Cultural Anthropology 110
Ethnography Paper: The Trobrianders of Papua New Guinea
The Trobriand Islands, anthropologies “sacred” place. These chain of islands off of the coast of Papua New Guinea were the host of groundbreaking fieldwork conducted by Bronislaw Malinowski in the mid to late 1910’s. The reason why Malinowski’s fieldwork is so substantial is because of the way Malinowski conducted his research, focusing on individuals and their daily tasks. After his research on the Trobriand Islands, he went on to publish papers and hold lectures arguing against ethnocentrism and the Social Darwinist ideas of a set trajectory for cultures to be inaccurate. While Malinowski’s fieldwork is highly important, Malinowski missed crucial parts of the Trobrianders culture. This book was written by Dr. Annette Weiner who revisited the islands from the mid 1970’s to the mid 1980’s to conduct more anthropological research on the Trobrianders and made several discoveries about them and their culture, allowing for a better clarification of the meaning of certain customs the Trobrianders used and who participated in them.
One of the major discoveries found by Weiner that I found interesting in particular was that women had a major contribution to the islands economy, which was originally thought to be non-existent. “My taking seriously the importance of women’s wealth not only brought women as the neglected half of society clearly into the ethnographic picture but also forced me to revise many of Malinowski’s assumptions about men.” (Pg. 5) This was caused by Malinowski mainly focusing on the male side of wealth and production when researching the Trobrianders, failing to observe women in their daily activities. This is one of the more important points brought up in the book because before Weiners research, the conception about Women was that their main importance was their matrilineage, however this was thwarted after seeing the economic importance of exchanging banana leaf bundles and skirts. The reason I found this interesting is because it brings up the idea of cultural universals and how early anthropological research was unfortunately not fully objective. Malinowski failed to apply cultural universal of women’s roles into economy, roughly half of the Trobriand islands population. This is important to bring up because when studying another culture anthropologists need to look at past mistakes of others so that they can learn from them so that they can be unbiased in their research. By observing what goods the Trobrianders exchange and how much value they place on goods, for example the importance of yams in their society, it allows us to be less ethnocentric in thought.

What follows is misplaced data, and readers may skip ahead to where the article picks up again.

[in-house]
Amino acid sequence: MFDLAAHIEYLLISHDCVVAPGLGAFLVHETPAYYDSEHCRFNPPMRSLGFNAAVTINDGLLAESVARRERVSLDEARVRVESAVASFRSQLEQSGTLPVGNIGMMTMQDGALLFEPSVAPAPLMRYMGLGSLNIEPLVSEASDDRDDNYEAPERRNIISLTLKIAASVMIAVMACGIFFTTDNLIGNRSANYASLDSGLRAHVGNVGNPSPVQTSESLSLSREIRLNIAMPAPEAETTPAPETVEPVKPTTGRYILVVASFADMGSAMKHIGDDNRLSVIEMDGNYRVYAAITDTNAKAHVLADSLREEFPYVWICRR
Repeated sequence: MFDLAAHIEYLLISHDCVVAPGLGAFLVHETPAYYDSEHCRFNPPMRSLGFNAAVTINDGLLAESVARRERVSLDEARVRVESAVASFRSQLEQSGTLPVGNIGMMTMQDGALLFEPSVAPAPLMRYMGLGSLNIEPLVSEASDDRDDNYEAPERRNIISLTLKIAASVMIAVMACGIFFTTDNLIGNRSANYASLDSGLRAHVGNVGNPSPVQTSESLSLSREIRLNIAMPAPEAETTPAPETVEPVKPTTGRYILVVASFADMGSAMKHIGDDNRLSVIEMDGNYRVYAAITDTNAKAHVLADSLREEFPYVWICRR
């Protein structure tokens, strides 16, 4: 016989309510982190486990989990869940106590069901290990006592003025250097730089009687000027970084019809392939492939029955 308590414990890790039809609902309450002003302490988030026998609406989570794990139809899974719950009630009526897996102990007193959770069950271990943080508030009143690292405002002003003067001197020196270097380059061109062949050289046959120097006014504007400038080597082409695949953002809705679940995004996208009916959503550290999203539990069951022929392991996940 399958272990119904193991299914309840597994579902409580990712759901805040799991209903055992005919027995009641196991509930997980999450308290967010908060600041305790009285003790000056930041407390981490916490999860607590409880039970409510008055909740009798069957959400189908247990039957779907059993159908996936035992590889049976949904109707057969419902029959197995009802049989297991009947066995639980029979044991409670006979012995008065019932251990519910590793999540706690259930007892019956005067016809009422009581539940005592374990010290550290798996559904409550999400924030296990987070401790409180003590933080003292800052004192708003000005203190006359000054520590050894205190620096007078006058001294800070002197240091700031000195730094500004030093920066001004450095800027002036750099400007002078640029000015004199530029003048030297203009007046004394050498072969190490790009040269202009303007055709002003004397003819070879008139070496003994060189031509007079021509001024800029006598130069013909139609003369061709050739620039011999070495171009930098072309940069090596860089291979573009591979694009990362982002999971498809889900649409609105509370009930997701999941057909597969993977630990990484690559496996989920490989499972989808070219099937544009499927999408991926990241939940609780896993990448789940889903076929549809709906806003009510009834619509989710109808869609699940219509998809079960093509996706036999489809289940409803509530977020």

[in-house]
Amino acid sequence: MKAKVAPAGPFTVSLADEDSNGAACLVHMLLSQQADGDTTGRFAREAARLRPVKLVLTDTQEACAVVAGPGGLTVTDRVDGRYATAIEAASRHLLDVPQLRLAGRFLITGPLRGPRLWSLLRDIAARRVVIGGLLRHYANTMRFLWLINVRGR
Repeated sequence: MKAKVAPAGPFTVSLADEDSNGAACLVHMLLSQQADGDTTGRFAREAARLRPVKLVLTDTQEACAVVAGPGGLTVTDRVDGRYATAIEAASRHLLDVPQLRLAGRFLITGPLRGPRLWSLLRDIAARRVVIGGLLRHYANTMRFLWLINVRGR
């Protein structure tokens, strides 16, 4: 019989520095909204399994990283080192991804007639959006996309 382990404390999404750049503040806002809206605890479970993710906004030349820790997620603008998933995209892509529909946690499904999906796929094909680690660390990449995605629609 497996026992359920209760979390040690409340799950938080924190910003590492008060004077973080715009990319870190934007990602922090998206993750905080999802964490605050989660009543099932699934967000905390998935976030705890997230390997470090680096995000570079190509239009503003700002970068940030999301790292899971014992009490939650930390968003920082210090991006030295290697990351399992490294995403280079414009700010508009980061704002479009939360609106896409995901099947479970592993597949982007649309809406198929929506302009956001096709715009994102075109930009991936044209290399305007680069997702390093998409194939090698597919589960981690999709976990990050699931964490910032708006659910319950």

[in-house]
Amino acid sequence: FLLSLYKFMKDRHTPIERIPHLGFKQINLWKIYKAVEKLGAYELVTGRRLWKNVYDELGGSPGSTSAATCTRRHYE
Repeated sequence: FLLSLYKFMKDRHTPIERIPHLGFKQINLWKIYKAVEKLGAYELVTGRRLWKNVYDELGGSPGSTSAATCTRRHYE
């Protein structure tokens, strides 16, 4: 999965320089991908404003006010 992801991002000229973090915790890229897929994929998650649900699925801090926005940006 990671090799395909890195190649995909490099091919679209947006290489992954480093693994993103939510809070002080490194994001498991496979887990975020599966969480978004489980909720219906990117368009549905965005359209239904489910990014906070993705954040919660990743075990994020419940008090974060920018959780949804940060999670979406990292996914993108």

“This particular time period provided important insights into the past history, while underscoring Trobrianders impressive resistance to foreign intervention.” (Pg. 13) The 1970’s and 1980’s was a majorly significant time for Papua New Guinea, having gained independence from Australia in 1975. After independence western tourists stopped traveling as much to the islands, causing a lot of the woodcarvers to no longer be able to make a living off of selling their carvings, this meant there was less of an influx in western money was coming onto the island prolonging western cultural diffusion. This was fine with a majority of the Trobrianders as they wanted to keep their islands status quo. This didn’t mean that western culture hasn’t diffused into the islands culture. Papua New Guinea had been subject to Australian colonialism for over a century, and Western influence was still present even to present day. While this has had significant impact on the lives and traditions of the Trobriands, they have been incredibly resistant to change. For example during Australian colonial times many of the traditions centered around death and the mourning processes had to be modified because of them being considered unsanitary or taking too long. This can be seen as a win for the Trobrianders because before World War Two the Australian Government and mainly the missionaries on the islands wanted to remove the islands traditional values in place for more western ones. Had the islanders been less resistant they could have had their entire way of life changed permanently. Their resistance to western cultural ideas is highly remarkable, even when removed from the Trobriand Islands the people still practice their traditions. In Papua New Guinea’s capital, Port Moresby, the Trobrianders still participated in mourning rituals when they had heard that a chief passed on the island.